Interplay of deep-water sedimentary processes is responsible for building a myriad of features anddeposits across mixed turbidite–contourite systems, from <5 cm beds to >200 km long sedimentary drifts.Investigations of the spatial and temporal variability of their sedimentary facies and facies associations iscrucial to reveal the dynamics between along-slope bottom currents and down-slope turbidity currents, aswell as their impact on drift construction and channel erosion. This study focuses on extensive modernmixed (turbidite–contourite) systems, developed across the continental rise of the Pacific margin of the Antarctic Peninsula. Nine sediment cores were sampled and analysed, through grain size and geochemicalmethods, to study the sedimentary facies at high-resolution (ca. 1 to 20 cm). Three main facies associationshave been identified across distinct morphological features (i.e. mounded drifts and trunk channels),comprising intercalations of hemipelagites, bottom current reworked sands (which include fine to coarsegrainedcontourites) and gravitational facies (turbidites and mass-transport deposits). These faciesassociations reflect fluctuations of the background sedimentation, oscillations of the bottom-currentvelocity and of the frequency of gravity-driven currents. The sedimentary record features cyclic alternationsduring the Late Quaternary (>99 kyr), suggesting that variations between along-slope bottom currents anddown-slope turbidity currents are strongly linked to glacial–interglacial cycles during Marine IsotopeStages 1 to 6. Sedimentary records affected by bottom currents on polar margins, such as those of theAntarctic Peninsula, are essential to decipher the facies and facies sequences of bottom-current deposits, asthe low degree of bioturbation throughout most of the sediments allows us to observe the originalsedimentary structures, which are poorly preserved in similar deposits from other continental margins.

Recognizing key sedimentary facies and their distribution in mixed turbidite-contourite depositional systems: The case of the Pacific margin of the Antarctic Peninsula.

Lucchi R;Rebesco M;
2022

Abstract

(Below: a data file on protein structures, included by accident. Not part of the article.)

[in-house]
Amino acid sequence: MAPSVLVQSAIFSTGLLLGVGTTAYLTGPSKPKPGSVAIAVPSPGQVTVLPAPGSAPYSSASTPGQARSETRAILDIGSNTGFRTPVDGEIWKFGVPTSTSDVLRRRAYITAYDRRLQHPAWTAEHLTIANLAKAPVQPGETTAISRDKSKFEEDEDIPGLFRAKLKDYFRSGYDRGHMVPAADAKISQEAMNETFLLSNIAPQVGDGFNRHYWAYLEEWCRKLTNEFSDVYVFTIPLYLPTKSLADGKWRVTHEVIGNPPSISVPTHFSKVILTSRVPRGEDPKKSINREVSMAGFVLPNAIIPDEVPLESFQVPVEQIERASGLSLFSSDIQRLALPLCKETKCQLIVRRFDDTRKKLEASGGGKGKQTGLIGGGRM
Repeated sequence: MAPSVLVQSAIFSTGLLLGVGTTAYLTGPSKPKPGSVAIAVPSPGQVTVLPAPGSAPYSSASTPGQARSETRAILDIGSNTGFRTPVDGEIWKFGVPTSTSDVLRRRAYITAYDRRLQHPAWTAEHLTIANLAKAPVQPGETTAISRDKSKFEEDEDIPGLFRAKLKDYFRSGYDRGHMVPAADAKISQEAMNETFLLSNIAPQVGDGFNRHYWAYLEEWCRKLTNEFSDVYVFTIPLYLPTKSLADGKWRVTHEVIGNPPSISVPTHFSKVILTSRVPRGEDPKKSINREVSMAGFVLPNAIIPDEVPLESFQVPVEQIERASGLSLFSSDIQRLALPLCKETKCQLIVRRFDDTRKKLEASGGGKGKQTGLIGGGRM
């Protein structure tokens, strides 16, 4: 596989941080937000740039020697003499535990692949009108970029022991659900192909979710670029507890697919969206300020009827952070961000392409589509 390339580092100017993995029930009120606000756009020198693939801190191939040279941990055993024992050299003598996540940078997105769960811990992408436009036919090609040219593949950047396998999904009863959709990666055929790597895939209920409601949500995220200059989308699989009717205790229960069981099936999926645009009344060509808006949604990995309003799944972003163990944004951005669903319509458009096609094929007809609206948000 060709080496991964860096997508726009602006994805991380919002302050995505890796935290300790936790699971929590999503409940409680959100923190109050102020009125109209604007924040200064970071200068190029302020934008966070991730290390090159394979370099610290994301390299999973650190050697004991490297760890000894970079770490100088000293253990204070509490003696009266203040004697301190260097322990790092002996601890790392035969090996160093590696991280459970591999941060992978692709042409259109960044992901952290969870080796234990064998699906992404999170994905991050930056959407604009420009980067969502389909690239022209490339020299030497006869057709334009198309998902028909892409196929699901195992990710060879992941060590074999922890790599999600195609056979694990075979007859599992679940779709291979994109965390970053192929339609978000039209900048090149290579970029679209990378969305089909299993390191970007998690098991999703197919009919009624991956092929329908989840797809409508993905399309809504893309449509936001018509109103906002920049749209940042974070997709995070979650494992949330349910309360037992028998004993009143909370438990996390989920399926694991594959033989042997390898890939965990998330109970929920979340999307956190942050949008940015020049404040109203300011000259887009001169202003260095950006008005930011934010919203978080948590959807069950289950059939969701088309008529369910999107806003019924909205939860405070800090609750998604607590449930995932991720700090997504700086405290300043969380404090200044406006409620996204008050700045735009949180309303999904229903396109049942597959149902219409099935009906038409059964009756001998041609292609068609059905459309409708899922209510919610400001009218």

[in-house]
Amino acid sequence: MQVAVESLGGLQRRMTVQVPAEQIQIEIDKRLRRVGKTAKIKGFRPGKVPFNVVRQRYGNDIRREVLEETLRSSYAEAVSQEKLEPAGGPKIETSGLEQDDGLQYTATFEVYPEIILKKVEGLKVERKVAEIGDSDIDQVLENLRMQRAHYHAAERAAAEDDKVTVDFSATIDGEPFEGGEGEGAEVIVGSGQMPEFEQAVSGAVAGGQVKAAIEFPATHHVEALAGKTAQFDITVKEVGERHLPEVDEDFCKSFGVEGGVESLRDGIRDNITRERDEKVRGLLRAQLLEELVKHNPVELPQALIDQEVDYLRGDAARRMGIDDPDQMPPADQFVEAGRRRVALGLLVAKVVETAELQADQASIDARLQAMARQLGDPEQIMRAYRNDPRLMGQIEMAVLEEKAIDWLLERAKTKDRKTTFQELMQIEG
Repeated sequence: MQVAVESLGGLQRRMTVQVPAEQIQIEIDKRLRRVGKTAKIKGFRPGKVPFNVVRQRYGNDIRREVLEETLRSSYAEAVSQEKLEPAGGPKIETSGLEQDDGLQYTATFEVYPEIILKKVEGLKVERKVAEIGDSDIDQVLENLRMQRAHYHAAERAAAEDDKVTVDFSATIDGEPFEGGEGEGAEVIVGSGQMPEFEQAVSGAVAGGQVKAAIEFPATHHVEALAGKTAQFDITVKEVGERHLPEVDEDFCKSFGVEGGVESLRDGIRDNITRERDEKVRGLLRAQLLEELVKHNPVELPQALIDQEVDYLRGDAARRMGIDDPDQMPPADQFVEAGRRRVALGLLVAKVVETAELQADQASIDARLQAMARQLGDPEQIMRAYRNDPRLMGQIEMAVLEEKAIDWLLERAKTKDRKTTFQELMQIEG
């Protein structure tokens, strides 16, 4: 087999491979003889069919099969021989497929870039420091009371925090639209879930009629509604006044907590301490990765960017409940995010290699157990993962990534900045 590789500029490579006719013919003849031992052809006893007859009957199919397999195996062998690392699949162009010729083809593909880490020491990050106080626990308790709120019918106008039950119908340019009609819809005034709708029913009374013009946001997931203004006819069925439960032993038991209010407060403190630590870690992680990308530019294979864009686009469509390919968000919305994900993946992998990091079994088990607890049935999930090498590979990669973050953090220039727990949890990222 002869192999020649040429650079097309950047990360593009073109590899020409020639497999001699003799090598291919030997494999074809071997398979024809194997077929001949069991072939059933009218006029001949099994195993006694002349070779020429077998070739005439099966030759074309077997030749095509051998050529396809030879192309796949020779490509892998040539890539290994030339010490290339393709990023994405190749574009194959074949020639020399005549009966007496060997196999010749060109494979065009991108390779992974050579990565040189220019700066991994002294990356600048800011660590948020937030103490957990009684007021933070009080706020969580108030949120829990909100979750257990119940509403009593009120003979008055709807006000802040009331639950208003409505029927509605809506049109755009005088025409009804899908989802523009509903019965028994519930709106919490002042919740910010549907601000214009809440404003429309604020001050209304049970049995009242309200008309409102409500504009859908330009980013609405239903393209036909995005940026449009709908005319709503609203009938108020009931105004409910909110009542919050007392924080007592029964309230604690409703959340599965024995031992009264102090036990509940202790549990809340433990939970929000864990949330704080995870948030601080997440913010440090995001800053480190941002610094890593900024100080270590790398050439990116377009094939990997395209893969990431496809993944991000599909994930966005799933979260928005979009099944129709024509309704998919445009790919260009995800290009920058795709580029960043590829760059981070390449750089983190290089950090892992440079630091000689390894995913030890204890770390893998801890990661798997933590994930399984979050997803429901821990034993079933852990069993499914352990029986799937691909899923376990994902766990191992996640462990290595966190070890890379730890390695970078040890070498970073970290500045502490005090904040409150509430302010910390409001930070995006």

Interplay of deep-water sedimentary processes is responsible for building a myriad of features anddeposits across mixed turbidite–contourite systems, from <5 cm beds to >200 km long sedimentary drifts.Investigations of the spatial and temporal variability of their sedimentary facies and facies associations iscrucial to reveal the dynamics between along-slope bottom currents and down-slope turbidity currents, aswell as their impact on drift construction and channel erosion. This study focuses on extensive modernmixed (turbidite–contourite) systems, developed across the continental rise of the Pacific margin of the Antarctic Peninsula. Nine sediment cores were sampled and analysed, through grain size and geochemicalmethods, to study the sedimentary facies at high-resolution (ca. 1 to 20 cm). Three main facies associationshave been identified across distinct morphological features (i.e. mounded drifts and trunk channels),comprising intercalations of hemipelagites, bottom current reworked sands (which include fine to coarsegrainedcontourites) and gravitational facies (turbidites and mass-transport deposits). These faciesassociations reflect fluctuations of the background sedimentation, oscillations of the bottom-currentvelocity and of the frequency of gravity-driven currents. The sedimentary record features cyclic alternationsduring the Late Quaternary (>99 kyr), suggesting that variations between along-slope bottom currents anddown-slope turbidity currents are strongly linked to glacial–interglacial cycles during Marine IsotopeStages 1 to 6. Sedimentary records affected by bottom currents on polar margins, such as those of theAntarctic Peninsula, are essential to decipher the facies and facies sequences of bottom-current deposits, asthe low degree of bioturbation throughout most of the sediments allows us to observe the originalsedimentary structures, which are poorly preserved in similar deposits from other continental margins.
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Utilizza questo identificativo per citare o creare un link a questo documento: http://hdl.handle.net/20.500.14083/2144
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